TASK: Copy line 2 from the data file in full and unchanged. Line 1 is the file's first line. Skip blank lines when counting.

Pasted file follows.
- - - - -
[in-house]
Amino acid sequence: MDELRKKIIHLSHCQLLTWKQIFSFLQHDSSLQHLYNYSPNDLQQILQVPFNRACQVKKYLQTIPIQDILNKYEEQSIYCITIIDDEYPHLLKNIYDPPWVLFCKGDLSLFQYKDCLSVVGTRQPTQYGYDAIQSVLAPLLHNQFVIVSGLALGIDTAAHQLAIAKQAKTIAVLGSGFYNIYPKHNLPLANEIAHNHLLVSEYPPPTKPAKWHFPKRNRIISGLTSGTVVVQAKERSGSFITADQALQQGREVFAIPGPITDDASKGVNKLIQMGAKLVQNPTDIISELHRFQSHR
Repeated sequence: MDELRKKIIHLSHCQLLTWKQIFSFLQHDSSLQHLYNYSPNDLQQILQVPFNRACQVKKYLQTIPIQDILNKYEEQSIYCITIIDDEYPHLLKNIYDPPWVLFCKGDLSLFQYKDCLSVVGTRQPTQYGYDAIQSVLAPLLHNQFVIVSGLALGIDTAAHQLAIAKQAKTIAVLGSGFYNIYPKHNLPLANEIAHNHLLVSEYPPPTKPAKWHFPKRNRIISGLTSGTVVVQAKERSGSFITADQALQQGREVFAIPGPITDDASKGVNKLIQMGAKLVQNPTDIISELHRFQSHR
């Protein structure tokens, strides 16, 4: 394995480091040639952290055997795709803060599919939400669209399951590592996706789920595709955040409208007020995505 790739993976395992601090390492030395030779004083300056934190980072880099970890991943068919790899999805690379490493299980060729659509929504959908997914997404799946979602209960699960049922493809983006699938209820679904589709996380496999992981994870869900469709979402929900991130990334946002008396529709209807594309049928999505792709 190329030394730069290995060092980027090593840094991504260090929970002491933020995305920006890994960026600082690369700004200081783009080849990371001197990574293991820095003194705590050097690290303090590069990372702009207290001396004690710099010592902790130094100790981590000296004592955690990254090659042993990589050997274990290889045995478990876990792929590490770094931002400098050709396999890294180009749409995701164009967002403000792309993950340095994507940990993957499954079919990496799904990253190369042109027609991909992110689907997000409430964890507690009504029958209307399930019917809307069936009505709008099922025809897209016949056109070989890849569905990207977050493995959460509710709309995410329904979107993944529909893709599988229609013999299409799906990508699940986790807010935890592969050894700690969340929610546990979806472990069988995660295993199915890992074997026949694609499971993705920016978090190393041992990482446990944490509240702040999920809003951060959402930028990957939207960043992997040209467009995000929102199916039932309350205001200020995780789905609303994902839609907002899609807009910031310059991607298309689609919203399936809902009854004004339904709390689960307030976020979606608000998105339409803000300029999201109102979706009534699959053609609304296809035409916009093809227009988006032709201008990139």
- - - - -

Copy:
Amino acid sequence: MDELRKKIIHLSHCQLLTWKQIFSFLQHDSSLQHLYNYSPNDLQQILQVPFNRACQVKKYLQTIPIQDILNKYEEQSIYCITIIDDEYPHLLKNIYDPPWVLFCKGDLSLFQYKDCLSVVGTRQPTQYGYDAIQSVLAPLLHNQFVIVSGLALGIDTAAHQLAIAKQAKTIAVLGSGFYNIYPKHNLPLANEIAHNHLLVSEYPPPTKPAKWHFPKRNRIISGLTSGTVVVQAKERSGSFITADQALQQGREVFAIPGPITDDASKGVNKLIQMGAKLVQNPTDIISELHRFQSHR